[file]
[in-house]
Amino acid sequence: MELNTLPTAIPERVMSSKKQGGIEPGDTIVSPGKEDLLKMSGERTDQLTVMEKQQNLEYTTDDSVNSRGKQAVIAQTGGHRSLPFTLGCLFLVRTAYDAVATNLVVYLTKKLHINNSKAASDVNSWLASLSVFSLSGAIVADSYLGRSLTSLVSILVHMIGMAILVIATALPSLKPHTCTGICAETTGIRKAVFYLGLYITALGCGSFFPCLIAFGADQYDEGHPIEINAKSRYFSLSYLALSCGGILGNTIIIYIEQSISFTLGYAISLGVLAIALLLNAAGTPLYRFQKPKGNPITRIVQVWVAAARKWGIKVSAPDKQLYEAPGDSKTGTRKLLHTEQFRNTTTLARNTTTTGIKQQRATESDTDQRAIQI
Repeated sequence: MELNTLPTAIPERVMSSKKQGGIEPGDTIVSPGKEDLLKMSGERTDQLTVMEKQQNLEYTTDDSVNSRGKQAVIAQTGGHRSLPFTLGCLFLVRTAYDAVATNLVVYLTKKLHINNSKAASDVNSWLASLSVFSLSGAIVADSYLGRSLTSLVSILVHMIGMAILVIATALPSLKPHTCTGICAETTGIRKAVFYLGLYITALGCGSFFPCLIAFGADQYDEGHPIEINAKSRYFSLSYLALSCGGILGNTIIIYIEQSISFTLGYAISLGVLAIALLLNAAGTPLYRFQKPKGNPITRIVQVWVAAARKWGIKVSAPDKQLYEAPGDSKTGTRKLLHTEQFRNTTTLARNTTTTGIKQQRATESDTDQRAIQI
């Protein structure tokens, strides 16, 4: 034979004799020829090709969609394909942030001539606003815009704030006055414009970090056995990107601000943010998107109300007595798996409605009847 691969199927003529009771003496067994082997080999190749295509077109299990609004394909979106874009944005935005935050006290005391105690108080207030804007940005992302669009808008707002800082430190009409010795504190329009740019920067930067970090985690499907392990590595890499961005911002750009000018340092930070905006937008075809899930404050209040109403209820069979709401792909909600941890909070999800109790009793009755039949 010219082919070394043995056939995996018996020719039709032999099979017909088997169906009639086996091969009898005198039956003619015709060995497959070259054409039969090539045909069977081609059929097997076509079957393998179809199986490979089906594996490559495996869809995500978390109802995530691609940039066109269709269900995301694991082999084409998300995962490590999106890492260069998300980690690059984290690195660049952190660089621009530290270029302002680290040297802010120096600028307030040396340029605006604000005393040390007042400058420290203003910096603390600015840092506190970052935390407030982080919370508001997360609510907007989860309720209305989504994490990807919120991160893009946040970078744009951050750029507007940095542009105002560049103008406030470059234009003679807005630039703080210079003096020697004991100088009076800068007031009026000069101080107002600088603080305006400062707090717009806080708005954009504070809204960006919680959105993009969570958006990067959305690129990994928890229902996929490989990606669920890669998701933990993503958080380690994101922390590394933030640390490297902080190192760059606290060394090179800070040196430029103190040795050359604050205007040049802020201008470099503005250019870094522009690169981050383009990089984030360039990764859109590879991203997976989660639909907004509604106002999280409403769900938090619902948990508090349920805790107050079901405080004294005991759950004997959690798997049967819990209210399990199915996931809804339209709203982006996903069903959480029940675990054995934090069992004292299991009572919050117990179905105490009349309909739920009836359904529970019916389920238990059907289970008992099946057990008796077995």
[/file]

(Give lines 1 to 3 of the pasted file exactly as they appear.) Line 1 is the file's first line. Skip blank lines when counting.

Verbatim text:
[in-house]
Amino acid sequence: MELNTLPTAIPERVMSSKKQGGIEPGDTIVSPGKEDLLKMSGERTDQLTVMEKQQNLEYTTDDSVNSRGKQAVIAQTGGHRSLPFTLGCLFLVRTAYDAVATNLVVYLTKKLHINNSKAASDVNSWLASLSVFSLSGAIVADSYLGRSLTSLVSILVHMIGMAILVIATALPSLKPHTCTGICAETTGIRKAVFYLGLYITALGCGSFFPCLIAFGADQYDEGHPIEINAKSRYFSLSYLALSCGGILGNTIIIYIEQSISFTLGYAISLGVLAIALLLNAAGTPLYRFQKPKGNPITRIVQVWVAAARKWGIKVSAPDKQLYEAPGDSKTGTRKLLHTEQFRNTTTLARNTTTTGIKQQRATESDTDQRAIQI
Repeated sequence: MELNTLPTAIPERVMSSKKQGGIEPGDTIVSPGKEDLLKMSGERTDQLTVMEKQQNLEYTTDDSVNSRGKQAVIAQTGGHRSLPFTLGCLFLVRTAYDAVATNLVVYLTKKLHINNSKAASDVNSWLASLSVFSLSGAIVADSYLGRSLTSLVSILVHMIGMAILVIATALPSLKPHTCTGICAETTGIRKAVFYLGLYITALGCGSFFPCLIAFGADQYDEGHPIEINAKSRYFSLSYLALSCGGILGNTIIIYIEQSISFTLGYAISLGVLAIALLLNAAGTPLYRFQKPKGNPITRIVQVWVAAARKWGIKVSAPDKQLYEAPGDSKTGTRKLLHTEQFRNTTTLARNTTTTGIKQQRATESDTDQRAIQI